Need advice with heart issues

Posted by jadillow @jadillow, Apr 25, 2019

I have posted numerous times and everyone is so friendly and helpful. I have sinus bradycardia and for months I have had many days randomly filled with lightheadedness bouts and pains all in left side (arm, chest, hip, legs). Had stress and Ecco done 4 months ago and many ER visits saying heart was fine. I am now wearing an event monitor to keep checking things. Today for example my resting rate, sitting at my desk my normal job, was in the 40s. Most days it stays in 50s and today I have felt lightheaded air. Even at times feeling my limbs were cool.

I juts needs some advice. I’m 36 with a side and kids and I just want to make sure I am doing all I can to ensure I see them through the years and make sure something’s tragic doesn’t happen to me. Any advice or anything similar from anyone? Thanks a lot for the continued help.

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@soliloquized

My wife worked in several Doctor's Offices, Family, Pulmonary, and Cardiac practices. She wants to know if you're in the U.S., it's common to call your Doctor for advice. We keep in touch with ours through a medical insurance provider system, via email, we ask occasional questions, they reply or call, routine test results for Anticoagulation are given via the system, and we respond. The Doctors in our case are affiliated with the insurance provider.

I have Afib. When I was discharged, I was told by a hospital doctor that if my Heart Rate was 45 at rest, and I wasn't symptomatic, not to be concerned. If it was 160 and I wasn't symptomatic – Get to the Emergency Room.

Before the advent of Afib, my heart rate was in the mid 50's at rest. I'd express concern to another cardiologist at the time, he told me they have patients with Heart Rates in the 40s, it's no concern (he said).

I was taking a good amount of another Beta Blocker, after Afib started, and I'm now been taken off the original Beta Blocker and put on a new one, my pulse is 65 or higher.

See your doctor in a timely manner, write down questions that you have, ask him using the list. I often write them up and hand them to the doctor.

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Thanks you all for the responses. My doctor seems to be ok with my heart rate being low. I get lightheaded at times but not always when it’s low. I have a mild pain in my sternum but nothing insane. Just annoying. I believe to be condritis or reflux as I had a scope done they said I had a small hiatal hernia. I’m curious if that could cause some of my chest pains?

I will be done with my event monitor this week so hopefully nothing bad will come from that.

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Ha ha! I do the same; I write down my questions and concerns and make 2 copies; one for myself and one for the doctor. I ask if he or she wants a copy.
I live in Canada. We go to the doctor or hospital; the secretary swipes the medicare card and that's it. Same goes for all procedures like MRIs or having a baby or whatever. As far as calling the doctor with questions; usually one is told to go in for an appointment. But if the question is for clarification and not something new, the doctor may call.
Our system is not functioning that well. Everyone has access to medical care but 1/3 of Montrealers for example, do not have a doctor. So we have to go to a clinic and wait for several hours. If it is something serious, you go to the emergency of a hospital and you are seen immediately. If you go to the hospital with the flu, you may wait for 6 hours because more serious cases come in ahead of you while you wait. Many immigrants go to hospital for minor illnesses.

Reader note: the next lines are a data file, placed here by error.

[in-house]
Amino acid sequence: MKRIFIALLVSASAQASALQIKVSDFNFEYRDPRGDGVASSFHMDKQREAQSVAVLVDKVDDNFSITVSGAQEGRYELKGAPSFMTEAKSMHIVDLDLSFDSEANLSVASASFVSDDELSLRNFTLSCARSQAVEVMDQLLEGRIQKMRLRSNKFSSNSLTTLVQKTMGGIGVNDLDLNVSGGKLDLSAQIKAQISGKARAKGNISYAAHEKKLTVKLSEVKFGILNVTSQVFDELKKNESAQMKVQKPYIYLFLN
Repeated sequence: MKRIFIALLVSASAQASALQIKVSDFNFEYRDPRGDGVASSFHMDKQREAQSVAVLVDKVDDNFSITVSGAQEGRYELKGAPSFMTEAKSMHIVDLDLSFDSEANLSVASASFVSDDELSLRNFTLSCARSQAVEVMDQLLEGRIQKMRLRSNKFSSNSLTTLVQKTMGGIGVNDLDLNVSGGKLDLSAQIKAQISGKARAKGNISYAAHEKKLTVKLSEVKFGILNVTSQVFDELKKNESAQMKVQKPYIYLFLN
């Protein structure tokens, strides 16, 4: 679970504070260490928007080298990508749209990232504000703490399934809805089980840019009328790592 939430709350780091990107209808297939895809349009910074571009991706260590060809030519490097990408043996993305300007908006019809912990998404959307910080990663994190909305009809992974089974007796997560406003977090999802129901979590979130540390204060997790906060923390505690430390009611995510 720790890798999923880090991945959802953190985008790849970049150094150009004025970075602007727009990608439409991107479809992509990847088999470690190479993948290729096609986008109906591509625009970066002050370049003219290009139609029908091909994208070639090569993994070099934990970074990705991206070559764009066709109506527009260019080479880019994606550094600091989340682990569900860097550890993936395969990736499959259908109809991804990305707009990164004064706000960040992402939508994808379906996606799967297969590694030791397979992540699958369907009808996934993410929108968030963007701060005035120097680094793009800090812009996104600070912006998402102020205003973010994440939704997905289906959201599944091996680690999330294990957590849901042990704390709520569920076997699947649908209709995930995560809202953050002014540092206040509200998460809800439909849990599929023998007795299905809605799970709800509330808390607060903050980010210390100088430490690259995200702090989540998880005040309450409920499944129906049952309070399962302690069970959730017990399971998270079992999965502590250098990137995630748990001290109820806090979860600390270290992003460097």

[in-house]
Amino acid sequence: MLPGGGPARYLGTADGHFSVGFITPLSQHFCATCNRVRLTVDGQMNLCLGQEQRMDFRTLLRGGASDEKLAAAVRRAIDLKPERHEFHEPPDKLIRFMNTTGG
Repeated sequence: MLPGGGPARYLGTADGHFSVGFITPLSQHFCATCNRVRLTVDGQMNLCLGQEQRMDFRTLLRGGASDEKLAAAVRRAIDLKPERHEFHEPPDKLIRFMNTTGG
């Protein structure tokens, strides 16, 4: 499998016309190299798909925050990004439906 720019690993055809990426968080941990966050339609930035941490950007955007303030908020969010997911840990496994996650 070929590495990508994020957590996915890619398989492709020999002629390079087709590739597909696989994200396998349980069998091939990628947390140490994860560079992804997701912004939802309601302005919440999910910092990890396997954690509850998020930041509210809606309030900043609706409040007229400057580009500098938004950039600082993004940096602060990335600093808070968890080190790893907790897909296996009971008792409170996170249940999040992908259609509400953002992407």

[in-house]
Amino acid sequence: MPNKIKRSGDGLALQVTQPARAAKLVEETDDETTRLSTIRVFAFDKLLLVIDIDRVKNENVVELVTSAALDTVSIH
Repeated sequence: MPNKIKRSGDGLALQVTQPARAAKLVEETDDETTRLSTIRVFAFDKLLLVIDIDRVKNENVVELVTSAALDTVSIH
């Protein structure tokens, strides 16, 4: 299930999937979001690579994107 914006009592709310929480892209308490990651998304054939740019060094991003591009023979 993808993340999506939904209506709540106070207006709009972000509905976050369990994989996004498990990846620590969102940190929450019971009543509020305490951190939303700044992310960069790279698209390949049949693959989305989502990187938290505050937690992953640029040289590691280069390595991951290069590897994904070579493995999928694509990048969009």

I got fed up with having to wait for 3 hours to see a doctor (although I have specialists like a urologist and ENT whom I see…with a few weeks wait), and I joined a private clinic. It costs me $500 US per year; not a big deal. The care is same day, no wait and it's thorough. But the government is not that happy with private health care because it creates a 2 tier system; one for the 'rich' and one for everyone else.
I read that Americans spend way more on health care than any other country. I suspect because patients are very litigious in the US so a doctor will order every test in the book to cover his %$#@&. A missed diagnosis can cost the doctor dearly. My friend's mother had a cardiac catheterization but the doctor…and the staff at the hospital FORGOT to check what meds she was on…and one was a blood thinner and she bled to death. There was no lawsuit. I don't know that I would have been so forgiving. If you sue here for medical malpractice, you may get something but not that much. So I think maybe that is why we probably don't go for as many tests although any and all are available at no cost.
Are YOU okay with your heart rate being so low? You say you feel weak or faint. When I was on beta blockers my heart was at 80 bpm whether I was sleeping or on a treadmill.
Ciao for niao! Robin

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@afrobin

Ha ha! I do the same; I write down my questions and concerns and make 2 copies; one for myself and one for the doctor. I ask if he or she wants a copy.
I live in Canada. We go to the doctor or hospital; the secretary swipes the medicare card and that's it. Same goes for all procedures like MRIs or having a baby or whatever. As far as calling the doctor with questions; usually one is told to go in for an appointment. But if the question is for clarification and not something new, the doctor may call.
Our system is not functioning that well. Everyone has access to medical care but 1/3 of Montrealers for example, do not have a doctor. So we have to go to a clinic and wait for several hours. If it is something serious, you go to the emergency of a hospital and you are seen immediately. If you go to the hospital with the flu, you may wait for 6 hours because more serious cases come in ahead of you while you wait. Many immigrants go to hospital for minor illnesses.